Over the next couple of days, I will get a more detailed accounting of what Milton councillors did on our 3 day conference in Ottawa. I promise
For those that don’t know, myself along with a number of Milton Councillors attended the annual Association of Municipalities of Ontario Conference in Ottawa. This gives local elected officials an opportunity to meet, discuss ideas that are important to their constituents, attend workshops and seminars as well as network with provincial government officials as well.
Last year a number of councillors went to the conference in London Ontario to meet with the infrastructure minister as well as the provincial health minister to stress the importance of the expansion of Milton District Hospital. At that point we were armed with over 6,000 plus fresh signatures from the Grow Milton Hospital campaign as well as the previous Friends of Milton Hospital’s 35,000 plus signed cards from residents to let them know the number one issue in our town was the hospital.
You’ll remember that shortly after that (and a looming provincial election in the coming weeks MIGHT have had a LITTLE something to do with the announcement /end sarcasm) we received word that the expansion was going to move forward.
This year there were a number of issues that face Milton as we continue to grow in leaps and bounds. Unofficially our population ticker is over the 100,000 mark and headed even higher. There is a lack of schools being committed in Milton, which is one of the main reasons that our Halton District School Board Trustee Donna Danielli attended the conference for this meeting.
We were originallytrying to meet with the Education Minister Laurel Broten, but given the high pressure of the teachers negotiations, she was nowhere to be found in Ottawa (same as the finance minister oddly enough ) but we ended up with Deputy Education Minister instead.
The deputy minister knew of Milton’s needs well before we got there as we are one of many municipalities that are facing these school shortages. Donna was our “point person” during this meeting as she faces these issues on a daily basis, hearing from residents about when new schools will be ready, why there are 30 portables in each location and when will it stop. Milton council members don’t have jurisdiction in this at all. I got emails from folks telling me that we shouldn’t be bothering since we have no control.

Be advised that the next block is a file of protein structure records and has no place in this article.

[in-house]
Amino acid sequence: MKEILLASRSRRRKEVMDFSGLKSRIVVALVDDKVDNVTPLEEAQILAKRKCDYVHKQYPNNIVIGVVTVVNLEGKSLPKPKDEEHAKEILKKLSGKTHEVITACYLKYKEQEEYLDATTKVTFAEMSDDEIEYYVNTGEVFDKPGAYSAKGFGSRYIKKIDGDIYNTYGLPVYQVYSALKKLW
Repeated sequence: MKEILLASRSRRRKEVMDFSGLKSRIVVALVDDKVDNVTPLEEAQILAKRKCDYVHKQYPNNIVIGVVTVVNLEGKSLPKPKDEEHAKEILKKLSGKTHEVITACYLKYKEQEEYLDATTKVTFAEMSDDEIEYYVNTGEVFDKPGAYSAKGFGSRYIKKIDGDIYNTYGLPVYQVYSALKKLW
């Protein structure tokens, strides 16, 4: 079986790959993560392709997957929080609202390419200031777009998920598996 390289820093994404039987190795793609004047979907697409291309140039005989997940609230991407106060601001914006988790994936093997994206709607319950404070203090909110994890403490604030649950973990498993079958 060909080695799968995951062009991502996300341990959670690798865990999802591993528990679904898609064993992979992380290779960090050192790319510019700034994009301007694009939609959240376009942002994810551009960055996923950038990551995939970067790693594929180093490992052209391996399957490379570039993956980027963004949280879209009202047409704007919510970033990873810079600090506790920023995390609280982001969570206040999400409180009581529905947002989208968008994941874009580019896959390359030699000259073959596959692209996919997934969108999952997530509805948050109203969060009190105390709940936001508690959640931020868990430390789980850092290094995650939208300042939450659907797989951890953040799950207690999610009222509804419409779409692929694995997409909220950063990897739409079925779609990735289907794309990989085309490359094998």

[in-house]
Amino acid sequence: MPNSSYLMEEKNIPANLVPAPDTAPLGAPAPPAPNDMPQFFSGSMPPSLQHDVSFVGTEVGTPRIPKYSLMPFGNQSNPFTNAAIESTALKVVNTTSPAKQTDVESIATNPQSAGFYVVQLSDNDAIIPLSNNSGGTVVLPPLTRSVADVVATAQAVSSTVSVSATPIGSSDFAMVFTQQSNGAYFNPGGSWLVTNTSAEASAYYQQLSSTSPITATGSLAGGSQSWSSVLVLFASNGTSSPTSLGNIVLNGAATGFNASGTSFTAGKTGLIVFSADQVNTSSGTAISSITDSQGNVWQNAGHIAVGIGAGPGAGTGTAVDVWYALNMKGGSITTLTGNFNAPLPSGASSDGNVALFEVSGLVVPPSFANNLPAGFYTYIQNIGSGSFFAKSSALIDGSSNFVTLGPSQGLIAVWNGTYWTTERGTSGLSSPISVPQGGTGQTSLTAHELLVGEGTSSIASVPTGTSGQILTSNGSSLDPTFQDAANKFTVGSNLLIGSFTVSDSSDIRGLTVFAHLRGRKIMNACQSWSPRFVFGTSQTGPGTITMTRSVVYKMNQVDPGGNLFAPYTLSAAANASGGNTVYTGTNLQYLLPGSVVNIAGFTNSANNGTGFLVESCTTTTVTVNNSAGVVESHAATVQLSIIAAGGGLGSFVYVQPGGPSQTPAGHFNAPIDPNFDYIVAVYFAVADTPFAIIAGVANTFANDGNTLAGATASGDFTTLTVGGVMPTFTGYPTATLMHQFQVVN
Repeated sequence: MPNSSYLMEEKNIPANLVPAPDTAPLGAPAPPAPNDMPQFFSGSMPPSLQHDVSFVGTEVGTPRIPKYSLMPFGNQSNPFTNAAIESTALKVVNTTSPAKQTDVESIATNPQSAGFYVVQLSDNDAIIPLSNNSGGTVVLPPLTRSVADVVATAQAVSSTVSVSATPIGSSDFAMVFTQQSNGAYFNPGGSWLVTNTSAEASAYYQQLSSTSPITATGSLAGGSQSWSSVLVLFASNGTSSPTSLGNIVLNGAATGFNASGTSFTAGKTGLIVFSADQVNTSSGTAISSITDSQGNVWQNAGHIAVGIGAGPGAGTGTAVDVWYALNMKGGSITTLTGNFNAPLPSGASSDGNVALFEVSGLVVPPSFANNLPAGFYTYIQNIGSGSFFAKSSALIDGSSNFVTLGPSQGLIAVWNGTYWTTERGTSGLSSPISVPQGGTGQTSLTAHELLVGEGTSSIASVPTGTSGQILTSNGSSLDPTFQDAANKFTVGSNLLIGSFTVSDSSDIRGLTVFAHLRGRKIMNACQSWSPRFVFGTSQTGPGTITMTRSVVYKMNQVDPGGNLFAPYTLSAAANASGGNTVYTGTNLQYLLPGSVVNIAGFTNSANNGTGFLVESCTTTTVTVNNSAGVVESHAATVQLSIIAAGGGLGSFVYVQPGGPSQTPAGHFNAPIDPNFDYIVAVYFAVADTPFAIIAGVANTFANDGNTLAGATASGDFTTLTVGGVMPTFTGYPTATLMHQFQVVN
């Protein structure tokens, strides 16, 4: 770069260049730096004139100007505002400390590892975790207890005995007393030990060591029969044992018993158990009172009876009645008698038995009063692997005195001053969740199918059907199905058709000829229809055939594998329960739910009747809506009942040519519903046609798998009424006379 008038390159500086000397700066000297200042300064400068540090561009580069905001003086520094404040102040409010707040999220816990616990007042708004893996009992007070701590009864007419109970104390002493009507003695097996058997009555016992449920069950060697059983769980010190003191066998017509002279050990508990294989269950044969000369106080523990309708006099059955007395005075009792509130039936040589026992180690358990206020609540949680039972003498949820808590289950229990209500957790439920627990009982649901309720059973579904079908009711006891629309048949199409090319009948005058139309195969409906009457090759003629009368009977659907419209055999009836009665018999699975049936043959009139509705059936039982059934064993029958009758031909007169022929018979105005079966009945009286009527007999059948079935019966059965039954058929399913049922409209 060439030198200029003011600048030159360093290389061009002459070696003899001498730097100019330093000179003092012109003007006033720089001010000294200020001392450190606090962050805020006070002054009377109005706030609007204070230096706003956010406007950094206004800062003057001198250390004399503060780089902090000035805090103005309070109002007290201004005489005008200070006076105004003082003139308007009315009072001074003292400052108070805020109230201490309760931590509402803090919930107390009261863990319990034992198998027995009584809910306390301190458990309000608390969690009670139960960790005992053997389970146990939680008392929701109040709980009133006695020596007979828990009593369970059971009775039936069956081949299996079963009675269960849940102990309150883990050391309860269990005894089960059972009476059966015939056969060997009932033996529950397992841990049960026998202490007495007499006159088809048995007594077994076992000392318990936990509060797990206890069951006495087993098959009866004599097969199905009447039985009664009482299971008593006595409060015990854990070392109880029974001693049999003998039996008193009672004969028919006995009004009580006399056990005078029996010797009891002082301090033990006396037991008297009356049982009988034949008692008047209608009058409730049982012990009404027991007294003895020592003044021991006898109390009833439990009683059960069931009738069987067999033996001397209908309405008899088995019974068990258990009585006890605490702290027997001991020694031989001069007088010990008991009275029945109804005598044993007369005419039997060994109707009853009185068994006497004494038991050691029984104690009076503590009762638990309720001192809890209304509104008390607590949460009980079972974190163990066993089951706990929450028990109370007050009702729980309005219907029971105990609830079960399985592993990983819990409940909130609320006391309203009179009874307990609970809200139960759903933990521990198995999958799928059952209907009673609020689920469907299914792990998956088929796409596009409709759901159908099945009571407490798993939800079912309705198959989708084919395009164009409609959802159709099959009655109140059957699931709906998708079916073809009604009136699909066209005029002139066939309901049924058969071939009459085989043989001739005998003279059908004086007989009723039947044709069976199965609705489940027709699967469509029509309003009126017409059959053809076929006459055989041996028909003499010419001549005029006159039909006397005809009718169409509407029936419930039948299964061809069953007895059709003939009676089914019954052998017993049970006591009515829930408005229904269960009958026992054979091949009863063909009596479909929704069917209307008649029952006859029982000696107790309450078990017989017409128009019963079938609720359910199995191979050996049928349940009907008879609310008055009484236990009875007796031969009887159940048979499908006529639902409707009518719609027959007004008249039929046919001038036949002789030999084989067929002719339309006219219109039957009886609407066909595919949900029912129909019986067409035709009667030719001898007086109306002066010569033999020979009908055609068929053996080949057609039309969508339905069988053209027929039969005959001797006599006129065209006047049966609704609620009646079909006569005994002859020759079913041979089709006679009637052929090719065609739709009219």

Its true. We dont have an official say in this and our presence there was mainly symbolic. But it did make a point to every minister we met that Milton meant business. If you follow the news at all, you know there is a lot going on right now with the education ministry and the “negotiations” with school boards and teachers, which was probably the reason she didnt make it to the AMO conference. I am confident that we will be hearing some good news soon regarding some of our much needed schools in Milton, after everything else is being dealt with. So stay tuned for that news.
That wasn’t the only meeting myself and the other councillors attended in the 3 days. There were a number of meetings with government ministers to discuss items like slot revenues, the horse racing industry and MPAC issues we are having.
As outlined by Kim Arnott in the Milton Canadian Champion recently, we could be possibly facing an issue of property tax increases here in Milton and other areas due to MPAC being delayed in their reassessment of homes. Here’s the article.
Assessment issues could impact Milton property taxes
A “hair-raising” property tax increase could be in the works for Milton as a result of assessment issues that are beyond the Town’s control. A combination of delayed assessment updates and resolved assessment appeals could result in a property tax impact of as much as $2 million, or a six to seven per cent increase on local property taxes.When combined with education and regional taxes, the result could be an increase of two to three per cent on the combined tax bill that’s mailed to local residents.